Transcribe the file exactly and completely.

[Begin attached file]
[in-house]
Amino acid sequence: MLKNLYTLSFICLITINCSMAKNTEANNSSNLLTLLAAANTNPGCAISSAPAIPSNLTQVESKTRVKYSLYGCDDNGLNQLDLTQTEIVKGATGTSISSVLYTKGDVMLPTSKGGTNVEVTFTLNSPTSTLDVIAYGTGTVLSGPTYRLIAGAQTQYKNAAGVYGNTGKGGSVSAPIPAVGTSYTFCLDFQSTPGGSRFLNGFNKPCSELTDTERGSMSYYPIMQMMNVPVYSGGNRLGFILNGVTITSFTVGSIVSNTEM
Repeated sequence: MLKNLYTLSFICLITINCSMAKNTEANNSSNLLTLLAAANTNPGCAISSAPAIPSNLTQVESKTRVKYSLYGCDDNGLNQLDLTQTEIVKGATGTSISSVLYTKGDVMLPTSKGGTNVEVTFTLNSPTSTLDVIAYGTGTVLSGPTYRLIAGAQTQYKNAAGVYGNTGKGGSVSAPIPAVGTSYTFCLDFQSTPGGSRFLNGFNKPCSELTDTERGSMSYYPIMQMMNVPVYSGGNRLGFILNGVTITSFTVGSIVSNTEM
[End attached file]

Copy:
[in-house]
Amino acid sequence: MLKNLYTLSFICLITINCSMAKNTEANNSSNLLTLLAAANTNPGCAISSAPAIPSNLTQVESKTRVKYSLYGCDDNGLNQLDLTQTEIVKGATGTSISSVLYTKGDVMLPTSKGGTNVEVTFTLNSPTSTLDVIAYGTGTVLSGPTYRLIAGAQTQYKNAAGVYGNTGKGGSVSAPIPAVGTSYTFCLDFQSTPGGSRFLNGFNKPCSELTDTERGSMSYYPIMQMMNVPVYSGGNRLGFILNGVTITSFTVGSIVSNTEM
Repeated sequence: MLKNLYTLSFICLITINCSMAKNTEANNSSNLLTLLAAANTNPGCAISSAPAIPSNLTQVESKTRVKYSLYGCDDNGLNQLDLTQTEIVKGATGTSISSVLYTKGDVMLPTSKGGTNVEVTFTLNSPTSTLDVIAYGTGTVLSGPTYRLIAGAQTQYKNAAGVYGNTGKGGSVSAPIPAVGTSYTFCLDFQSTPGGSRFLNGFNKPCSELTDTERGSMSYYPIMQMMNVPVYSGGNRLGFILNGVTITSFTVGSIVSNTEM